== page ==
In this exercise we will observe the phases of the Moon over time or using Stellarium. Afterwards we draw each phase in to a series of cards, which we use to make our very own moon-book, which you can flip through to remind and entertain you.
Age Range: all ages, younger children will need help with scissors. Prep. Time: 5 minutes Activity Time: 20 minutes Cost per activity: Low Materials: Scissors, Stapler, Pencil / colours, Thicker paper
Students will explore the moon through a comprehension activity. Reading the document provided to them and answering a set of questions. They will need to analyse text to pick out the key, relevant, information and then use this to fill out the work sheet in the student guide.
Age Range: 12-16 Prep. Time: 0 Lesson Time: 1 hour Cost per activity: Low (printing costs) Includes the use of: Pen/pencil, printouts
In this activity, students will be given a range of pieces of evidence including a short video of the Apollo 11 lunar landings. They will examine 21 different pieces of evidence arranged around the classroom. Approximately half of the evidence suggests that the Moon landings were faked, the other half indicate they were real. The students are given a worksheet to fill in as they tour the evidence, forming their own opinions.
Age Range: 9-12 Prep. Time: 10 minutes Lesson Time: 1 hour Cost per activity: Low (print costs) Includes the use of: Printouts, post-it notes
The moon is Earths natural satellite and a key element of our night sky. This activity starts with an overview of the moon and will deepen understanding of the phases of the lunar cycle and their names. Students will then complete an investigation to discover why the moon appears to us the way it does.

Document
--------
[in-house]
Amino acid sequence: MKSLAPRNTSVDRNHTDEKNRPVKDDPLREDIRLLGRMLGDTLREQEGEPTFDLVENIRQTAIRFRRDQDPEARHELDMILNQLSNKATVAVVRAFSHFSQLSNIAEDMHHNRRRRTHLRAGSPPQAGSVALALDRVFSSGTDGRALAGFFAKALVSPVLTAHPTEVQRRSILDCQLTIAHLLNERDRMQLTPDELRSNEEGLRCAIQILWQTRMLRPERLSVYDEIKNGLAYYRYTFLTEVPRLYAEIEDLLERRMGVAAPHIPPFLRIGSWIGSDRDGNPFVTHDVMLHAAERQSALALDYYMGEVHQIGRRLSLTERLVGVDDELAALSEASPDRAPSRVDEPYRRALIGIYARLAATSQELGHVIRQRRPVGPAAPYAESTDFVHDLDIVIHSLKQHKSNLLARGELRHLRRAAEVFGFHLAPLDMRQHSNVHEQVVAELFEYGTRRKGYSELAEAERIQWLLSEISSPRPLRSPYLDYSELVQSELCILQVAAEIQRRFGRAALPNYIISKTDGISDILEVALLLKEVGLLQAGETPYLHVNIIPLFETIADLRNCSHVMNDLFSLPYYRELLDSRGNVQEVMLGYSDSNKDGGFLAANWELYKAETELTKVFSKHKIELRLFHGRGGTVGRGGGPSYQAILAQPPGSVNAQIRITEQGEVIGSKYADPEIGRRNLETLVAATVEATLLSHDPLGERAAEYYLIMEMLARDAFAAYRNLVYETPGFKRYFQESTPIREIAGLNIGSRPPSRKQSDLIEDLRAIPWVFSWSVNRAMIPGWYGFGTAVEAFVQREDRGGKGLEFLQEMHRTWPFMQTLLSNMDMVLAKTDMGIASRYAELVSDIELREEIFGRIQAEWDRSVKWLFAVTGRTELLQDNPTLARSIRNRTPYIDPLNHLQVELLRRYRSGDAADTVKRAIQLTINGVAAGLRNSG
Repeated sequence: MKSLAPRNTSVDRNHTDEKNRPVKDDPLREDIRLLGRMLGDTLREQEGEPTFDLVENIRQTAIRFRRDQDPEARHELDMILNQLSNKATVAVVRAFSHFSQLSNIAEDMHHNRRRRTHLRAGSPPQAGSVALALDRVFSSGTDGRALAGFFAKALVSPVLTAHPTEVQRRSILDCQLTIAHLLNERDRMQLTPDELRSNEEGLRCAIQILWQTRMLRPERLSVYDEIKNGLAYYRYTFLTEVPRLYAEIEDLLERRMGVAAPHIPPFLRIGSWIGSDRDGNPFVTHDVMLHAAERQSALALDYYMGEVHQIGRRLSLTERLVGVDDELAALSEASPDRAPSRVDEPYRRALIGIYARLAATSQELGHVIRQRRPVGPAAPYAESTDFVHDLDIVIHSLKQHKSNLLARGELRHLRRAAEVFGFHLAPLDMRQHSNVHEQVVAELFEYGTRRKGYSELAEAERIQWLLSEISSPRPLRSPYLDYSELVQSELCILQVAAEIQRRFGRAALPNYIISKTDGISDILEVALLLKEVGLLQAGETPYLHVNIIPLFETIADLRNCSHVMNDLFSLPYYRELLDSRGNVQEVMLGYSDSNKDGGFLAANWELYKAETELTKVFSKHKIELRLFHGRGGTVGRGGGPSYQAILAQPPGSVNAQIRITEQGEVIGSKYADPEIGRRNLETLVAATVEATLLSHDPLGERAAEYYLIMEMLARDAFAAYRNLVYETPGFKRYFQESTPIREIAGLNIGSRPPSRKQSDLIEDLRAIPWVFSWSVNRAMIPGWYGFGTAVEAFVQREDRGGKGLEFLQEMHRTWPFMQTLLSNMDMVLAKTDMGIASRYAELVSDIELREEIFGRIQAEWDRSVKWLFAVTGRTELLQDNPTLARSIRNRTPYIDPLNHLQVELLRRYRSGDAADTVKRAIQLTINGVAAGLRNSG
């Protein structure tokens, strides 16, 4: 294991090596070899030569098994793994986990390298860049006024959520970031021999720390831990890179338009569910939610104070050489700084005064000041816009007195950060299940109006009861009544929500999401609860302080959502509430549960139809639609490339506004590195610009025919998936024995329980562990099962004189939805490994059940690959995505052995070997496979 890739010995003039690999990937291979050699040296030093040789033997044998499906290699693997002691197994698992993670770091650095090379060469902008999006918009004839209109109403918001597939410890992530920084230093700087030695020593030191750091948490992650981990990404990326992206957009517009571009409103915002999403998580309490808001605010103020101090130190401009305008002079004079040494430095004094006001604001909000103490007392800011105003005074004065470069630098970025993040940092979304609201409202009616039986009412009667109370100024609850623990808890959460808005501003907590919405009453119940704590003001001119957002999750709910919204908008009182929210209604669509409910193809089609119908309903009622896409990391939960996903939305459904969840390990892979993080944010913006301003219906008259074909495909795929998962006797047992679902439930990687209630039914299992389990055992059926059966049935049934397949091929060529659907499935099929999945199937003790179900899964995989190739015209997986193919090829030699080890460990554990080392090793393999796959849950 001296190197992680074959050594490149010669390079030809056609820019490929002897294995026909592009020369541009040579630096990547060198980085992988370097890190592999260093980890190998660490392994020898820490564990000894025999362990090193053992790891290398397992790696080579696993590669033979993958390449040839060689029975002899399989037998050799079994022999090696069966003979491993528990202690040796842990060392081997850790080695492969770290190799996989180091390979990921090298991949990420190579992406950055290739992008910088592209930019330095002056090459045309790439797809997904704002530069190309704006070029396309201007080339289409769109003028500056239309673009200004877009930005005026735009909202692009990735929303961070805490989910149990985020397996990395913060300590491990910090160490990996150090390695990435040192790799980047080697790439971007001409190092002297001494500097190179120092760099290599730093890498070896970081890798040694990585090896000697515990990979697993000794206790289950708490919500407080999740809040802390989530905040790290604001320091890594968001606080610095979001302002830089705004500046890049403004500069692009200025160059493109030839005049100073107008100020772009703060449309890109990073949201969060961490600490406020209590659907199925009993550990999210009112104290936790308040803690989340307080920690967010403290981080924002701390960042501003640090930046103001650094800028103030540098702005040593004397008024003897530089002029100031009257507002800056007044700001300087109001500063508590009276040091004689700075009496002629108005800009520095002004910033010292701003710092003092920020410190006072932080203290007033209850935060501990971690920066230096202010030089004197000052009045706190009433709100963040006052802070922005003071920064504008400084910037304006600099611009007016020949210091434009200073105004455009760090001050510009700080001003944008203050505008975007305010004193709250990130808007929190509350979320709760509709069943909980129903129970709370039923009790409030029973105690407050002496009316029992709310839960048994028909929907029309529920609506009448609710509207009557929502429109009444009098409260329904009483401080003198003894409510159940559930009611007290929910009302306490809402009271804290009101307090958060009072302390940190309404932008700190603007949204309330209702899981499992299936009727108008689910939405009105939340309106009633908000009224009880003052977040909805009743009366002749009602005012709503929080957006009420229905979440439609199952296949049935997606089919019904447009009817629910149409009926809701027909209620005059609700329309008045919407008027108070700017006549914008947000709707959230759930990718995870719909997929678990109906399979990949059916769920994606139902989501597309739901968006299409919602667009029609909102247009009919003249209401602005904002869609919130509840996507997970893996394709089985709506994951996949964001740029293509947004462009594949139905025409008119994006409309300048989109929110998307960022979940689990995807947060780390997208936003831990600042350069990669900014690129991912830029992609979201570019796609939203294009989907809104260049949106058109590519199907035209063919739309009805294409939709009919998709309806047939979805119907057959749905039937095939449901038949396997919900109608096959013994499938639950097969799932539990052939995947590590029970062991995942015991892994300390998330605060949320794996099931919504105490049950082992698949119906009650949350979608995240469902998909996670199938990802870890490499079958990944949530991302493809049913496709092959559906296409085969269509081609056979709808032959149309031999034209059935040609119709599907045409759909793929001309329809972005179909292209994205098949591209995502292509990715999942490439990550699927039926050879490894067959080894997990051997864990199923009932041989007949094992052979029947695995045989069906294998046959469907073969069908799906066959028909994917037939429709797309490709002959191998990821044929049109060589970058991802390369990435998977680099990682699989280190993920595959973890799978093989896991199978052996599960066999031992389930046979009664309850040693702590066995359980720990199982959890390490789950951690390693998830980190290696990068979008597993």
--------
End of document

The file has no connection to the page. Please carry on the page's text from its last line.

Age Range: 9-11 Prep. Time: 10 minutes Lesson Time: 1 hour Cost per activity: Medium Includes the use of: Balls, printouts, markers
Orrery’s are fantastic tools to demonstrate the planetary motions in our Solar System, but rare since they often require an advanced (accurate) clock work to work. It is however straight forward to make one for your self with paper and scissors. The children can colour their own orrery and play with it to explore several interesting phenomena in our Solar System.
Download the pdf and print it, one per child, and follow the instructions printed on the sheet. You will need colours, scissors, split pins (split clips) and a laminator (optional). If you do not have a laminator machine, it is advisable to print the file below on the thickest paper you have available.
In this activity, pupils will learn about the formation of the Moon. They will also learn about the lunar orbit and the distance to the Moon. In groups, pupils will perform simple classroom experiments to investigate how craters are formed when a small asteroid strikes a planetary surface. They will understand that the appearance of a crater depends on the speed of the rock and to a lesser degree the angle at which it hits the ground.
This app allows you to simulate impacts on the Earth, Moon or Mars.
You can select the impactor parameters (composition, size, velocity, angle of impact) and then choose a target location. The crater that would be produced by your impactor is then displayed, along with various facts and figures about the impact.
You can compare your crater with real craters on each of the target bodies.